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PHILIP MORRIS vs. Fortune Tobacco

PHILIP MORRIS vs. Fortune Tobacco

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Published by William Estanislao

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Published by: William Estanislao on Apr 18, 2013
Copyright:Attribution Non-commercial


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Petitioner Philip Morris, Inc., a corporation organized under the laws of theState of Virginia, United States of America, is, per
Certificate of Registration No. 18723 issued on April 26, 1973 by the PhilippinePatents Office (PPO),
the registered owner of the trademark “
for cigarettes. Similarly, petitioner Benson & Hedges (Canada), Inc., asubsidiary of Philip Morris, Inc., is the registered owner of the trademark
” for cigarettes as evidenced by PPO
Certificate of RegistrationNo. 11147
And as can be seen in Trademark Certificate of Registration No.19053
another subsidiary of Philip Morris, Inc., the Swiss company Fabriquesde Tabac Reunies, S.A., is the assignee of the trademark
” which wasoriginally registered in 1964 by Ligget and Myers Tobacco Company. On theother hand, respondent Fortune Tobacco Corporation, a company organizedin the Philippines, manufactures and sells cigarettes using the trademark
 The legal dispute between the parties started when the herein petitioners, onthe claim that an infringement of their respective trademarks had beencommitted, filed, on August 18, 1982, a
Complaint for Infringement of Trademark and Damages
against respondent Fortune Tobacco Corporation,docketed as Civil Case No. 47374 of the RTC of Pasig.Petitioners claimed that the respondent, without any previous consent fromany of the petitioners, manufactured and sold cigarettes bearing theidentical and/or confusingly similar trademark “MARK” Accordingly, theyargued that respondent’s use of the trademark “MARKin its cigaretteproducts have caused and is likely to cause confusion or mistake, or woulddeceive purchasers and the public in general into buying these productsunder the impression and mistaken belief that they are buying petitioners’products.RTC- ruled in favor of respondents; dismissed petitioner’s complaintCA- ruled that petitioner has legal standing to sue but found that there wasno infringementHence this petition
Whether or not the fact that Petitioner has a Certificate oRegistration issued by the Philippine Patents Office entitles them toprotection in the PH?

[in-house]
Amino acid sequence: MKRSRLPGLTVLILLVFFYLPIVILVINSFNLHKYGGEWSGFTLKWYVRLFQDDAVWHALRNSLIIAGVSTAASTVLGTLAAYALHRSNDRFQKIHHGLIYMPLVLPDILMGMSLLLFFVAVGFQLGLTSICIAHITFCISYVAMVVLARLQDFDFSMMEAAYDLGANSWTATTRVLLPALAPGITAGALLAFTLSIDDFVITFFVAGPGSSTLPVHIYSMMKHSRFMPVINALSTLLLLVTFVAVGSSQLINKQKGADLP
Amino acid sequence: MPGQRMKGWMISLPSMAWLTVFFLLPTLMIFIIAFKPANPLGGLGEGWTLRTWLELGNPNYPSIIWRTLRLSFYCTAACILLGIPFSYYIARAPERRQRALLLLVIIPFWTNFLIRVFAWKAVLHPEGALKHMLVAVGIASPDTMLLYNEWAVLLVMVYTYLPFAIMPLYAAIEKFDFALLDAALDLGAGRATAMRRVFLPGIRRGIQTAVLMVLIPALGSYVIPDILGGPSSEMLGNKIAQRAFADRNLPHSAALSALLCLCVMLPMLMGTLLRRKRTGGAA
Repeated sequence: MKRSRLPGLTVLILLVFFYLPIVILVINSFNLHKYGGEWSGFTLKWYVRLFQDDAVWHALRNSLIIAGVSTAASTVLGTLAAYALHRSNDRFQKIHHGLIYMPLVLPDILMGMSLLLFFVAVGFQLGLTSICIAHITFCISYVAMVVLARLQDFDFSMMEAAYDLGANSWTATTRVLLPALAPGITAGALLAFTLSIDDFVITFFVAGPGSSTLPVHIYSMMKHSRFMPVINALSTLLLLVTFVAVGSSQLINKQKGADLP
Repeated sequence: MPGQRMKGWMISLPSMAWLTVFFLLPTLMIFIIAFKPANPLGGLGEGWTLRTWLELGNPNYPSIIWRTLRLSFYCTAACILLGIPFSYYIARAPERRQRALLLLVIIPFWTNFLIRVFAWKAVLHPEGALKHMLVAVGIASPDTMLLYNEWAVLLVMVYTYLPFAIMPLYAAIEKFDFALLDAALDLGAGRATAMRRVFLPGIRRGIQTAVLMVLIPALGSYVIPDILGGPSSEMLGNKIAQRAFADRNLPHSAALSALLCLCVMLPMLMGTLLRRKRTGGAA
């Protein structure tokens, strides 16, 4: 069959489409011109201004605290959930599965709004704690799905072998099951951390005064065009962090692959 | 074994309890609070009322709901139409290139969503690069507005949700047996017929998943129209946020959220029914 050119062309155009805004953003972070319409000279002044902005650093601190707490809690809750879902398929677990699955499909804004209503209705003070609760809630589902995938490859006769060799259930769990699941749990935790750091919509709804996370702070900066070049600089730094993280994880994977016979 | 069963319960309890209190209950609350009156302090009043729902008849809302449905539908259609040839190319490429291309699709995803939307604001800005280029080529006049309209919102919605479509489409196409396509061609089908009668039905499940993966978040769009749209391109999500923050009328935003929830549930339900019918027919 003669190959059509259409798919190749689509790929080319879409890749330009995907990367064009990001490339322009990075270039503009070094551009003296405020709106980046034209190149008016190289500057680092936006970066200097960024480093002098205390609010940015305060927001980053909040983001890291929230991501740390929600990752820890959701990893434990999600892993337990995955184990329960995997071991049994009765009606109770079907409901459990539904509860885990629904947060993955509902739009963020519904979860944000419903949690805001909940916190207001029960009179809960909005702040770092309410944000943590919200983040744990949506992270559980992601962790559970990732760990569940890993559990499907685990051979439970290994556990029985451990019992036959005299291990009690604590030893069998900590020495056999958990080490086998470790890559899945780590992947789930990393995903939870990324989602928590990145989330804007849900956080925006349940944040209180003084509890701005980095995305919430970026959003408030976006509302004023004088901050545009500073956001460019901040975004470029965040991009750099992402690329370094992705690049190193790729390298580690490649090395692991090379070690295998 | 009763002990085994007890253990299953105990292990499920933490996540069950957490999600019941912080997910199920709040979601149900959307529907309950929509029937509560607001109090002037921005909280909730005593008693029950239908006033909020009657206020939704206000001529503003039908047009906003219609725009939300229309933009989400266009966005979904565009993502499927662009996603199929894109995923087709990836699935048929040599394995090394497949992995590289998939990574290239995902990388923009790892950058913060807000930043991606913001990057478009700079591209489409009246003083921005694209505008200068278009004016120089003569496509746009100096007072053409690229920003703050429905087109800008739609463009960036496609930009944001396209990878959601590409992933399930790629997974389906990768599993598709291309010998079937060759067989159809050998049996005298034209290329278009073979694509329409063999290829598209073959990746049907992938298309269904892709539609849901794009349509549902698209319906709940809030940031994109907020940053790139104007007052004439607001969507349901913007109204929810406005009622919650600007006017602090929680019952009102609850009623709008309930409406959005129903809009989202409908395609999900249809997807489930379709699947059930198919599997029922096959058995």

No. The Certificate of Registration is merely a prima facie evidence of validity of registration. The registration of a trademark gives the registrant, such as petitioners,advantages denied non-registrants or ordinary users, like respondent. Butwhile petitioners enjoy the statutory presumptions arising from suchregistration i.e., as to the validity of the registration, ownership and theexclusive right to use the registered marks, they may not successfully sue onthe basis alone of their respective certificates of registration of trademarks.For, petitioners are still foreign corporations. As such, they ought, as acondition to availment of the rights and privileges vis-à-vis their trademarksin this country, to show proof that, on top of Philippine registration, theircountry grants substantially similar rights and privileges to Filipino citizenspursuant to Section 21-A[20] of R.A. No. 166.  The registration of trademark cannot be deemed conclusive as to the actualuse of such trademark in local commerce. As it were, registration does notconfer upon the registrant an absolute right to the registered mark. Thecertificate of registration merely constitutes prima facie evidence that theregistrant is the owner of the registered mark. Evidence of non-usage of themark rebuts the presumption of trademark ownership, as what happenedhere when petitioners no less admitted not doing business in this country.Registration in the Philippines of trademarks does not ipso facto convey anabsolute right or exclusive ownership thereof. To borrow from Shangri-LaInternational Hotel Management, Ltd. v. Development Group of Companies,Inc, trademark is a creation of use and, therefore, actual use is a pre-requisite to exclusive ownership; registration is only an administrativeconfirmation of the existence of the right of ownership of the mark, but doesnot perfect such right; actual use thereof is the perfecting ingredient. True, the Philippines’ adherence to the Paris Convention effectively obligatesthe country to honor and enforce its provisions as regards the protection of industrial property of foreign nationals in this country. However, anyprotection accorded has to be made subject to the limitations of Philippinelaws. Hence, despite Article 2 of the Paris Convention which substantiallyprovides that (1) nationals of member-countries shall have in this countryrights specially provided by the Convention as are consistent with Philippinelaws, and enjoy the privileges that Philippine laws now grant or mayhereafter grant to its nationals, and (2) while no domicile requirement in thecountry where protection is claimed shall be required of persons entitled tothe benefits of the Union for the enjoyment of any industrial property rights,foreign nationals must still observe and comply with the conditions imposedby Philippine law on its nationals.

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